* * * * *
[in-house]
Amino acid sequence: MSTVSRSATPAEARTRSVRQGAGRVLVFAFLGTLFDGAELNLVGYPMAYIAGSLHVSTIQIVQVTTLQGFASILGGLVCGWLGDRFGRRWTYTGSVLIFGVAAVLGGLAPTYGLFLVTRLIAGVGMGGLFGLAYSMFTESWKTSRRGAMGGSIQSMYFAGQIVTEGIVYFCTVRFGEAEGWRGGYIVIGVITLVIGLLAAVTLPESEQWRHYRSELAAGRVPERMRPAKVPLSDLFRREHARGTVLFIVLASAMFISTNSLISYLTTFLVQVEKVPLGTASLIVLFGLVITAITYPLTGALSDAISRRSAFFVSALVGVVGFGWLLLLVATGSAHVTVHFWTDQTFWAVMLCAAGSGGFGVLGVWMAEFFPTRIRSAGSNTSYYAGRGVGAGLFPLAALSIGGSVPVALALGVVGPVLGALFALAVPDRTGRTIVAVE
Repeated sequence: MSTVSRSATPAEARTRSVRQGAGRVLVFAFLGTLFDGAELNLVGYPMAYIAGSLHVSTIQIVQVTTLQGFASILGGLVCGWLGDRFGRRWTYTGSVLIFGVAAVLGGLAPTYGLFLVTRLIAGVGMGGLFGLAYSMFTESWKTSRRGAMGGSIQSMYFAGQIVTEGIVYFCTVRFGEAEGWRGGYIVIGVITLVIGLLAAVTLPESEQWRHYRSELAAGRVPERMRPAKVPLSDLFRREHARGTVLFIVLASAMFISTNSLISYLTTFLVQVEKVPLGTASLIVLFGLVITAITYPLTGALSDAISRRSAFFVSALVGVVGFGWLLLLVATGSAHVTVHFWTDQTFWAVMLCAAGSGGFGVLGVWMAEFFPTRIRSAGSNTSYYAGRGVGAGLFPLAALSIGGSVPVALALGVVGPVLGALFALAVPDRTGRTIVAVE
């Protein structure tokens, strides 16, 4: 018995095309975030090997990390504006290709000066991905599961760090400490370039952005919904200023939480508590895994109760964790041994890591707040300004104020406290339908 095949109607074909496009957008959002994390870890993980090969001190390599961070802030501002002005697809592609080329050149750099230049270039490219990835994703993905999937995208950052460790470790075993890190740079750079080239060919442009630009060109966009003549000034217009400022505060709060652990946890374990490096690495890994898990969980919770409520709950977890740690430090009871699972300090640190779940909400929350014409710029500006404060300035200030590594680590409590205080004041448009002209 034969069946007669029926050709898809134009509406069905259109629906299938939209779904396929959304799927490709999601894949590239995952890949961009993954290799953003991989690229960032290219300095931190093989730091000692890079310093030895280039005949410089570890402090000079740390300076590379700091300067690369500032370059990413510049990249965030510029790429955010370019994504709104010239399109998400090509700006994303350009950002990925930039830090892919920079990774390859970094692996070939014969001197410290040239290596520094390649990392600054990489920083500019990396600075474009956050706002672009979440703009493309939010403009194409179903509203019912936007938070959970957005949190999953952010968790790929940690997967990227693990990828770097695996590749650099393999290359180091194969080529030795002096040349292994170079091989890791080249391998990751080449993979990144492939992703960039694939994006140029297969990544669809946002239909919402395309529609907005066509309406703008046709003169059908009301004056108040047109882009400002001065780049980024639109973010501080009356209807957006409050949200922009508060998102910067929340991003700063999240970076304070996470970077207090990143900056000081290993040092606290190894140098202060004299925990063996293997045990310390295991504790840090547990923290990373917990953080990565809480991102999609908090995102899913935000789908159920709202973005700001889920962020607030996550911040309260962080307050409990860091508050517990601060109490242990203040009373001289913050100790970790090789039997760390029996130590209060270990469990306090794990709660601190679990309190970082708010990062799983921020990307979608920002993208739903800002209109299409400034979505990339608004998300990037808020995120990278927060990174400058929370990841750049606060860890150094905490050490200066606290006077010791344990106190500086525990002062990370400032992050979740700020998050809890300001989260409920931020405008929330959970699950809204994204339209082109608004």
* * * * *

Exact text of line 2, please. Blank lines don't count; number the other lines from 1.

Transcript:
Amino acid sequence: MSTVSRSATPAEARTRSVRQGAGRVLVFAFLGTLFDGAELNLVGYPMAYIAGSLHVSTIQIVQVTTLQGFASILGGLVCGWLGDRFGRRWTYTGSVLIFGVAAVLGGLAPTYGLFLVTRLIAGVGMGGLFGLAYSMFTESWKTSRRGAMGGSIQSMYFAGQIVTEGIVYFCTVRFGEAEGWRGGYIVIGVITLVIGLLAAVTLPESEQWRHYRSELAAGRVPERMRPAKVPLSDLFRREHARGTVLFIVLASAMFISTNSLISYLTTFLVQVEKVPLGTASLIVLFGLVITAITYPLTGALSDAISRRSAFFVSALVGVVGFGWLLLLVATGSAHVTVHFWTDQTFWAVMLCAAGSGGFGVLGVWMAEFFPTRIRSAGSNTSYYAGRGVGAGLFPLAALSIGGSVPVALALGVVGPVLGALFALAVPDRTGRTIVAVE